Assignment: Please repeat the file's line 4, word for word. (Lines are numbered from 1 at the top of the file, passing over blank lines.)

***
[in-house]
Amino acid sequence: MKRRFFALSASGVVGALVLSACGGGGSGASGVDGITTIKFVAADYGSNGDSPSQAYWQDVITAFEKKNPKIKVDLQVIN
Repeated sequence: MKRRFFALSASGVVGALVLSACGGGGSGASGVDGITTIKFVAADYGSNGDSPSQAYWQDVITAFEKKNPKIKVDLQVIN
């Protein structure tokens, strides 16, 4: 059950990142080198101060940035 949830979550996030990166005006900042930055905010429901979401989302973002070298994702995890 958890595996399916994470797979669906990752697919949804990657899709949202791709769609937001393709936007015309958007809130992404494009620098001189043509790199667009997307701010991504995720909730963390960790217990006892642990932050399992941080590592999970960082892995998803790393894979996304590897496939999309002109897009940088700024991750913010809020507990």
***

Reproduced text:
């Protein structure tokens, strides 16, 4: 059950990142080198101060940035 949830979550996030990166005006900042930055905010429901979401989302973002070298994702995890 958890595996399916994470797979669906990752697919949804990657899709949202791709769609937001393709936007015309958007809130992404494009620098001189043509790199667009997307701010991504995720909730963390960790217990006892642990932050399992941080590592999970960082892995998803790393894979996304590897496939999309002109897009940088700024991750913010809020507990």